Chiral color

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In particle physics phenomenology, chiral color is a speculative model[1] which extends quantum chromodynamics (QCD), the generally accepted theory for the strong interactions of quarks. QCD is a gauge field theory based on a gauge group known as color SU(3)C with an octet of colored gluons acting as the force carriers between a triplet of colored quarks.

In Chiral Color, QCD is extended to a gauge group which is SU(3)L × SU(3)R and leads to a second octet of force carriers. SU(3)C is identified with a diagonal subgroup of these two factors. The gluons correspond to the unbroken gauge bosons and the color octet axigluons – which couple strongly to the quarks – are massive. Hence the name is Chiral Color. Although Chiral Color has presently no experimental support, it has the "aesthetic" advantage of rendering the Standard Model more similar in its treatment of the two short range forces, strong and weak interactions.

Unlike gluons, the axigluons are predicted to be massive. Extensive searches for axigluons at CERN[2] and Fermilab[3][4] have placed a lower bound on the axigluon mass of about TeV. Axigluons may be discovered when collisions are studied with higher energy at the Large Hadron Collider.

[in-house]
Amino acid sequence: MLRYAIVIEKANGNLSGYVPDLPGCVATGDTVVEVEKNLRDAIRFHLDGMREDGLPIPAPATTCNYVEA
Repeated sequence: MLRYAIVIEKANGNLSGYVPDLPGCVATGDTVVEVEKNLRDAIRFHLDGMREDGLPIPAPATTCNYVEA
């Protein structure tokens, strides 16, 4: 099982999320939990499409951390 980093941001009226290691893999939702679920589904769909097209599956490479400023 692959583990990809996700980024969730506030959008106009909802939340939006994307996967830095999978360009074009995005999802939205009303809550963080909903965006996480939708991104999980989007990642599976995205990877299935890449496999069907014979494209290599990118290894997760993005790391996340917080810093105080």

1. ^ Paul H. Frampton and Sheldon L. Glashow (1987). "Chiral Color: An Alternative to the Standard Model". Physics Letters B. 190: 157. Bibcode:1987PhLB..190..157F. doi:10.1016/0370-2693(87)90859-8.
  2. ^ C. Albajar et al. (UA1 collaboration) (1988). "Two-jet mass distributions at the CERN proton-antiproton collider". Physics Letters B. 209: 127. Bibcode:1988PhLB..209..127A. doi:10.1016/0370-2693(88)91843-6.
  3. ^ F. Abe et al. (CDF Collaboration) (1990). "Two-jet invariant mass distribution at s12 = 1.8 TeV" (PDF). Physical Review D. 41 (5): 1722. Bibcode:1990PhRvD..41.1722A. doi:10.1103/PhysRevD.41.1722.
  4. ^ F. Abe et al. (CDF Collaboration) (1997). "Search for new particles decaying to dijets at CDF". Physical Review D. 55 (9): 5263. arXiv:hep-ex/9702004. Bibcode:1997PhRvD..55.5263A. doi:10.1103/PhysRevD.55.R5263.